2. Consistency checking – making sure that the structure of the content, spelling, and terminology used are consistent throughout.
  3. Clarity checking – confirming that the content is clear and easy to understand for anyone from the target audience it is intended for.

This sort of thing is necessary for almost all content that has gone through the Machine Translation process. A custom MT engine that has been specifically and extensively trained on the subject matter it’s translating might need very light post-editing, but it will still likely need some.

It’s also important to note that the post-editing process isn’t the same as the kind of editing you get as part of a human-delivered translation service. Human translation editing involves comparing the source and target texts, editing things like style and grammar so that they more accurately reflect the original.

Post-editing of Machine Translation output is much more of a repair process. A post-editor doesn’t even really need to understand the original source language content – they don’t normally consult it.

Ideally, a post-editor needs to be a native speaker of the target language and be a subject matter specialist – understanding how Machine Translation works is also an advantage – but post-editing is much more like having a skilled writer knock the work of a less-skilled writer into shape.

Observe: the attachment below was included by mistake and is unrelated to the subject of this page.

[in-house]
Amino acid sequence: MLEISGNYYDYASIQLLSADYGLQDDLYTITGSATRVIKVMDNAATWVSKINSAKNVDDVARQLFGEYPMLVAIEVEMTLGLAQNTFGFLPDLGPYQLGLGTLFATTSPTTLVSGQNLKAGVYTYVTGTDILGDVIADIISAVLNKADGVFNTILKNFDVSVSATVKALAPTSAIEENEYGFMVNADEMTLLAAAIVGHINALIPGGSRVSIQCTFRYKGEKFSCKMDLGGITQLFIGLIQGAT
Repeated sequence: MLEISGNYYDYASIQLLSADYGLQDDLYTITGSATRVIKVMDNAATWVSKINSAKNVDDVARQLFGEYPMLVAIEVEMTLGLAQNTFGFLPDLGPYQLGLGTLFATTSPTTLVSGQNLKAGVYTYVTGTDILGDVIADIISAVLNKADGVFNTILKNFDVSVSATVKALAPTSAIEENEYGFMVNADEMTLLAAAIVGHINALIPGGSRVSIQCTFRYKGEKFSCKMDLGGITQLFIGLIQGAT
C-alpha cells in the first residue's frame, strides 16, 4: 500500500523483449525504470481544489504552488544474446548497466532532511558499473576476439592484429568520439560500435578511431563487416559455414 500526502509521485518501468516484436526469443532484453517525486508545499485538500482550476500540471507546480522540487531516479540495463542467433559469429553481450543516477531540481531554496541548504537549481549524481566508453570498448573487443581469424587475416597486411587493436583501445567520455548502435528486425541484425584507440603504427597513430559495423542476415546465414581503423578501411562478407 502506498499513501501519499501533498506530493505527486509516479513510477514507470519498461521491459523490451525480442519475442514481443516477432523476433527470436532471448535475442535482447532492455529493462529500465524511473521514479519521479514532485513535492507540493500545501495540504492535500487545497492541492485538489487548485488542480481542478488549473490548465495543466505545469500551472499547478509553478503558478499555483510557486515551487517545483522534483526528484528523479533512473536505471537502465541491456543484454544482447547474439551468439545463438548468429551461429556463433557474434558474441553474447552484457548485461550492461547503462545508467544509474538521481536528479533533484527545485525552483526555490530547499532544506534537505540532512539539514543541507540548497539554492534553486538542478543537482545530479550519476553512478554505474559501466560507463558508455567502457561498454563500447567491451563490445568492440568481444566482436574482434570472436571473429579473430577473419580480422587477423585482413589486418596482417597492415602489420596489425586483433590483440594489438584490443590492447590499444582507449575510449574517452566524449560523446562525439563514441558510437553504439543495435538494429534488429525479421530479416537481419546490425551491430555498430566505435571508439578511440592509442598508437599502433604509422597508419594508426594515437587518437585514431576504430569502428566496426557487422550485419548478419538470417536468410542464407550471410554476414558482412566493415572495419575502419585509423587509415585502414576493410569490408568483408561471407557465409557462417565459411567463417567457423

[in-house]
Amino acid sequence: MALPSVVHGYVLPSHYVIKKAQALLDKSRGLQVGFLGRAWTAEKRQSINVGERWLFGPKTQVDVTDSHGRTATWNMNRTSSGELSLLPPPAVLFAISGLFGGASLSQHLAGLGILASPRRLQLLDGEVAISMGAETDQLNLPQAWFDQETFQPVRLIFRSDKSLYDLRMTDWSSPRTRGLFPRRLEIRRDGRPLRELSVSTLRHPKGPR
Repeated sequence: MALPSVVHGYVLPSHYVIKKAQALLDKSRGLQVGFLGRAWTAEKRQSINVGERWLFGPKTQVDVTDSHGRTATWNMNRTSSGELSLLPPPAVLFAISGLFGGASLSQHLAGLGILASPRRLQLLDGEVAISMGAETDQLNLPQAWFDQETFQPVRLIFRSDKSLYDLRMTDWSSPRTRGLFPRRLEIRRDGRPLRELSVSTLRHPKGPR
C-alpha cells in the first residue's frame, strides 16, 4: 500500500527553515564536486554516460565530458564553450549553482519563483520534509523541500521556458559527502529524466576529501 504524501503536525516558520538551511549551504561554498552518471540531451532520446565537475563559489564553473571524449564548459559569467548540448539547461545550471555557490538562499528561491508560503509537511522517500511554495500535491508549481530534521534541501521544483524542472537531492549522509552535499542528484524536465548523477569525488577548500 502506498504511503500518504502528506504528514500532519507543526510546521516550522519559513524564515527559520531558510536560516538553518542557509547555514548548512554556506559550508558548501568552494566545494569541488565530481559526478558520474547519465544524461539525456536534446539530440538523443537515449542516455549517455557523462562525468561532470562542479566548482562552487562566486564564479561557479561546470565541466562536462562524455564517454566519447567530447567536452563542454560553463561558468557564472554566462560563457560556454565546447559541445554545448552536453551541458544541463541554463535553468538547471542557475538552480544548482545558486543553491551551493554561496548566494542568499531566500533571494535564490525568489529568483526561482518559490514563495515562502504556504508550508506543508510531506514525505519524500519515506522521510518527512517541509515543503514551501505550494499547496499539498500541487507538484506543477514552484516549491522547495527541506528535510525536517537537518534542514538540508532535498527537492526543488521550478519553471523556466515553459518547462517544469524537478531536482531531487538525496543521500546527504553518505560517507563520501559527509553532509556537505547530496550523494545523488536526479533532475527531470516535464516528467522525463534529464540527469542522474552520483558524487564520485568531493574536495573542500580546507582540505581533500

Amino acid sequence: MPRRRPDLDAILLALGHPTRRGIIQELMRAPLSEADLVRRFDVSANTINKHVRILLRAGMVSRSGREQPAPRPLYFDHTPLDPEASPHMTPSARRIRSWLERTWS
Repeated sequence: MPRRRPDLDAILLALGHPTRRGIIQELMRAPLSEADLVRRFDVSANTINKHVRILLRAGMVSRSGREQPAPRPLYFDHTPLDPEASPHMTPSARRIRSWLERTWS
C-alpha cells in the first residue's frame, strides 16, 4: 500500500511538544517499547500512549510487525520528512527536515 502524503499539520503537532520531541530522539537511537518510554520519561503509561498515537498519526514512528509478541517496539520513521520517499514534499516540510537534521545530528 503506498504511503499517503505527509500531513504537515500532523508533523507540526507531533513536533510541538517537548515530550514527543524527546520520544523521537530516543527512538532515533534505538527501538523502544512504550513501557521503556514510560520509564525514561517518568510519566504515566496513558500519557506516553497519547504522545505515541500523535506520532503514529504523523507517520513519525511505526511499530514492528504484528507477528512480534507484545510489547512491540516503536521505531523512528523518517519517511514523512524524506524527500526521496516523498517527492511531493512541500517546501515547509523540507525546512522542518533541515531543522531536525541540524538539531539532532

What are the different types of post-editing?

There are two broad types of post-editing. Each is suited to a different sort of project:

1) Light Post-Editing

Sometimes written as LPE, light post-editing is designed to make MT output more readable. There’s no goal of making the output equal to human translation (in fact, this is specified in the ISO 18587 quality standard that relates to it).

If you don’t mind the translation being pretty flat and unnatural, having poor grammar and not much in the way of style, some light post-editing essentially gets the job done.

Of course, it’s easy to think of a hundred projects where this would be completely unsuitable. Yet if you’re looking to translate large volumes of content for internal use or for reference or informational purposes, it’s just the ticket.

Your post-editor will be aiming to use the MT output as much as possible. In the end, your translation might not be very fluent. But it will be accurate and fast to produce.

2) Full Post Editing

Sometimes written as FPE or described as “complete post-editing”, Full Post Editing is what you want when you’re intending to show your MT output to the wider world.